I worry a bit with his mechanics as he puts some stress on his elbow with the way he throws. Plus, it’s a high effort delivery making for even more worry. The one thing about his delivery is it’s deceptive and he hides the ball well. This makes his fastball look harder than it is and in turn, harder to square up. Phillips is one name to watch for the Mariners as the stuff is there for the 19-year-old but the control and command aren’t, that’s where it’ll be one interesting follow for any baseball fan.
3.78 2B Kaden Polcovich – Oklahoma State
21 Years Old – Bats: S – Throws: R – 5’8” – 180 lbs – ETA: 2024
Polcovich didn’t break out until 2019 when he played in the Cape Cod League and hit .305/.426/.473 with four home runs and a .899 OPS in 162 plate appearances. Before Covid-19 ended the 2020 college season Polcovich continued his tear hitting .344/.494/.578 with two home runs and a 1.072 OPS in 64 plate appearances. Now, this is a confusing pick to me, he only managed 283 plate appearances in three seasons and struggled in his first season. While his tools are there his relatively small track record just concerns me that he may not hit his potential.
But the switch-hitting Polcovich has some upside with the bat, while he has very little over-the-fence power his high batting average and on-base percentage still makes him a top of the order threat going forward. His swing from the left side looks more natural and that’s where most of his gap to gap power comes from. Polcovich hits to all fields well, making for a balanced hitter at the plate. His quick swing generates plenty of line drives and Polcovich has a slight slide step for his timing purposes.
He looks to remain at second long term with his below-average arm and decent range, but he also can play third base and all three outfield positions. While he has average speed he won’t be much of a base-stealing threat going forward. In the end, Polcovich needs some polishing on his tools but he still has a good chance to exceed current expectations of being a utility player and be a steal in the third round.
4.107 3B Tyler Keenan – Ole Miss
21 Years Old – Bats: L – Throws: R – Bats: L – 6’4” – 240 lbs – ETA: 2024
The Ole Miss product, Keenan, is a power-hitting third baseman that might fit more as a first baseman just based on his build and range at third. In 2020, he was mashing in 14 games, hitting .403/.488/.791 with 7 home runs and a 1.279 OPS in 80 plate appearances. However, in his college career, he amassed 599 plate appearances and a .306/.419/.550 with 31 home runs and a .969 OPS. Keenan also spent 10 games in the Cape Cod League, where he hit .300/.432/.467 with one home run and a .899 OPS.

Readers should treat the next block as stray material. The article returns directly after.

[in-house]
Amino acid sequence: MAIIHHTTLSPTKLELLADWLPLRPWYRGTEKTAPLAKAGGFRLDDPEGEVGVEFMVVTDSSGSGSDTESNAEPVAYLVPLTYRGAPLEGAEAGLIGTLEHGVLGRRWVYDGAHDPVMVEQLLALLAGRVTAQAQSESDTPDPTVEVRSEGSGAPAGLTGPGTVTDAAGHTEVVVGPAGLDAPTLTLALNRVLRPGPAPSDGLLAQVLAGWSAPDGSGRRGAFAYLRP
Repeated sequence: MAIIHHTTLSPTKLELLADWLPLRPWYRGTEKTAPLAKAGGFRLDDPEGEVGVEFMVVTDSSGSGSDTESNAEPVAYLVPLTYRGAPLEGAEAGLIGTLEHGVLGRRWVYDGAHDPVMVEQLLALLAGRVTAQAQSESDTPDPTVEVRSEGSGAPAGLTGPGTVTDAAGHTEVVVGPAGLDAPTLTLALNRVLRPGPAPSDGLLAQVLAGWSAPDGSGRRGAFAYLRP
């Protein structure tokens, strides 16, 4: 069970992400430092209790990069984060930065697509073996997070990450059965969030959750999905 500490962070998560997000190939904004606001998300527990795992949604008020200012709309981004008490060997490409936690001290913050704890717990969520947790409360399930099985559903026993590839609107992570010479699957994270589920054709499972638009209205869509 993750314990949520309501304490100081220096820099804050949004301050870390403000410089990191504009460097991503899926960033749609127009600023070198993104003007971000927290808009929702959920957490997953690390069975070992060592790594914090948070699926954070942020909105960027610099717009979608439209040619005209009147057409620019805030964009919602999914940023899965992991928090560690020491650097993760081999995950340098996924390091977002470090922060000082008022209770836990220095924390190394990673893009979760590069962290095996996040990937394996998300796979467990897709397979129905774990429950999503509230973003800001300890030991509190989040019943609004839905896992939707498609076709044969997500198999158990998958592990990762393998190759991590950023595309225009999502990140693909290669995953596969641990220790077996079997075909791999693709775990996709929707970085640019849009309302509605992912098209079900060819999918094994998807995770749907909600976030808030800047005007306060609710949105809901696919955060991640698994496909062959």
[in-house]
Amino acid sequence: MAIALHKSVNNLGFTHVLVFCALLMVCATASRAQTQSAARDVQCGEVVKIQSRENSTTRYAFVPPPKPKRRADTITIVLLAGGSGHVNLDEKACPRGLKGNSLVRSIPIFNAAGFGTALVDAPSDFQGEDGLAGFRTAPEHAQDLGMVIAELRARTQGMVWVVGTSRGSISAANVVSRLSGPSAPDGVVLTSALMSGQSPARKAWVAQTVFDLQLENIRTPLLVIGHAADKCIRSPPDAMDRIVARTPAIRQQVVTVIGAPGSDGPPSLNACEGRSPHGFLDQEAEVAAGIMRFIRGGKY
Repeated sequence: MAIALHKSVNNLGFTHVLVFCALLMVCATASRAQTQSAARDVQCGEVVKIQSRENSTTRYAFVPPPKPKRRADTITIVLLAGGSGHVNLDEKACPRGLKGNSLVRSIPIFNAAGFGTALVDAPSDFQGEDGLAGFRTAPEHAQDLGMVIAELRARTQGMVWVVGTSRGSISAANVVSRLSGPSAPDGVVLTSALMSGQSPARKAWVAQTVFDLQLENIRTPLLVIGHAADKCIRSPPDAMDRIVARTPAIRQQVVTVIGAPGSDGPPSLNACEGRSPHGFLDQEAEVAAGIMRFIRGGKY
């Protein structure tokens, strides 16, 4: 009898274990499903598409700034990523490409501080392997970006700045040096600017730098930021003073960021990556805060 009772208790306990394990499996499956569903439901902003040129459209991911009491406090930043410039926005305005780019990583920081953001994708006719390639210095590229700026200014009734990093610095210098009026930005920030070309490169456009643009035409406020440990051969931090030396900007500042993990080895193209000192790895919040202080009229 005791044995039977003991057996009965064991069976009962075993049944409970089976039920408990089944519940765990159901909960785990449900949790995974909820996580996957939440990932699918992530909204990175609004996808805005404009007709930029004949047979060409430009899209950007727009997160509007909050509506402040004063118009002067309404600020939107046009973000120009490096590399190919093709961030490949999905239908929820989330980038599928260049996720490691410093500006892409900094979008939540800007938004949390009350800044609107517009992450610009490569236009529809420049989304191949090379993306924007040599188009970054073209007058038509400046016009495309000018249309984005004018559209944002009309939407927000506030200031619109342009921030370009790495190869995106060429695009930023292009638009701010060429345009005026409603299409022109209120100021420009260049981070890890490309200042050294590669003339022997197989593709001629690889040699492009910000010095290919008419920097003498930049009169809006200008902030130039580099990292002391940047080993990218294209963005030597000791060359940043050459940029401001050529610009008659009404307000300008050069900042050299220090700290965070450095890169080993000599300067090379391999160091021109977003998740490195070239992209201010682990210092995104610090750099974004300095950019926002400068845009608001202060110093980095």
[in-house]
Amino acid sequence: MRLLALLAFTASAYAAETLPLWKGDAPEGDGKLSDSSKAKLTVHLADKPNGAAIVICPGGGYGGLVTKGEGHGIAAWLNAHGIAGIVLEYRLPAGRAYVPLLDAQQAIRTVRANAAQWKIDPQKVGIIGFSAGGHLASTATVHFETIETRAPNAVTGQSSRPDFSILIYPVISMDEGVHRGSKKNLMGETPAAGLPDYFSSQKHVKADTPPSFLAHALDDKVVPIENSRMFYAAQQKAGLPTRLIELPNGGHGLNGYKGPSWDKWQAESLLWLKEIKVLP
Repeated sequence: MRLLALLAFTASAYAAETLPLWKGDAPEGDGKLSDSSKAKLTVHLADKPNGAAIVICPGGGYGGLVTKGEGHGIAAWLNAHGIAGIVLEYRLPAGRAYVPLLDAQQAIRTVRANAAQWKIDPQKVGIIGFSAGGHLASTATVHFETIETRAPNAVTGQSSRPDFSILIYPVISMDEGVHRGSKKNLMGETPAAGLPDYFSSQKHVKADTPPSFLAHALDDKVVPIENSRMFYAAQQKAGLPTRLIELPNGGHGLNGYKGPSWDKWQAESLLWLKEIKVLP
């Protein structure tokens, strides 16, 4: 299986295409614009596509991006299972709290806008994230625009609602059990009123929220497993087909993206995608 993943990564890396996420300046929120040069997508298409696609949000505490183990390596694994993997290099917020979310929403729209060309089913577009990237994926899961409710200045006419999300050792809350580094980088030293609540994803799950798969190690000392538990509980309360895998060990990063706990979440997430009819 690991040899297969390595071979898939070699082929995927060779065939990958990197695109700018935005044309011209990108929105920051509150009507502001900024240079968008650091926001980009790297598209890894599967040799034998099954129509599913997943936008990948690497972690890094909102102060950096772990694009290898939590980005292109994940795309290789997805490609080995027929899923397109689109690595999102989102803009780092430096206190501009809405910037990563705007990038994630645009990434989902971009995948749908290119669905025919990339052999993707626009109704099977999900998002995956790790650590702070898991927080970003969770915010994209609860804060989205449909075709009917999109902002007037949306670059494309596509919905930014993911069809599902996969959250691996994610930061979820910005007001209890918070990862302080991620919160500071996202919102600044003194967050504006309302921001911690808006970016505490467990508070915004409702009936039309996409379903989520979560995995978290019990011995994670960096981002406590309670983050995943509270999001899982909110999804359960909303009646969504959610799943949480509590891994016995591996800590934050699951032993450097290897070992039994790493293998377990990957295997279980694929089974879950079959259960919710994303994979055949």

Keenan is a pure power hitter that breaks all the way down to his swing, he generates torque in his hips and his power is mainly to his pull side, he has a longer swing meant to create loft and consistent fly ball contact. Unlike most power-hitting prospects, Kennan has low strikeout rates and good plate discipline. He had a 17.4 K% and a 12.0 BB% during his time at Ole Miss.
He’s a below-average runner and defensively, I believe he has a future at first base in the long term as he has an above-average arm but lacks the necessary range to stay at third base in the long run, even if his fielding regresses Keenan’s bat will guide him to a DH role.
5.137 P Taylor Dollard – Cal Poly State
21 Years Old – Bats: R – Throws : R – 6’3” – 195 lbs – ETA: 2023
Dollard is a lengthy athletic right-handed pitcher, while his fastball is only 89-90 MPH consistently it touches 93, his ability to control it and create sink with it makes it overall his best pitch. His secondary offerings include a slider, curveball, and changeup. The best is his slider that has plenty of horizontal movement in the low 80’s and a curveball that has some sharp bite to it in the low 70’s. The changeup he’ll occasionally use just as another offering for the hitters but has some potential with more use.
He’s an absolute control freak, in fact splitting time in the Cape Cod League and Cal Poly State he had a 2.2 BB/9 in 111.1 innings. He also had a 9.8 K/9 as well in that period. Dollard has an act for developing weak contact with his arsenal and that’s where he could rise rather quickly for the Mariners.
He has good arm speed and uses a nice downhill plane to place all his pitches down in the zone making his sinker that much better. Dollard was getting some 3rd round attention during the draft, however, I believe because he’s more of a reliever going forward he dropped to be a fifth-round pick. If his stuff continues on the path it is, the Mariners might’ve gotten a steal in the final round of this draft.
References (1): https://www.prepbaseballreport.com/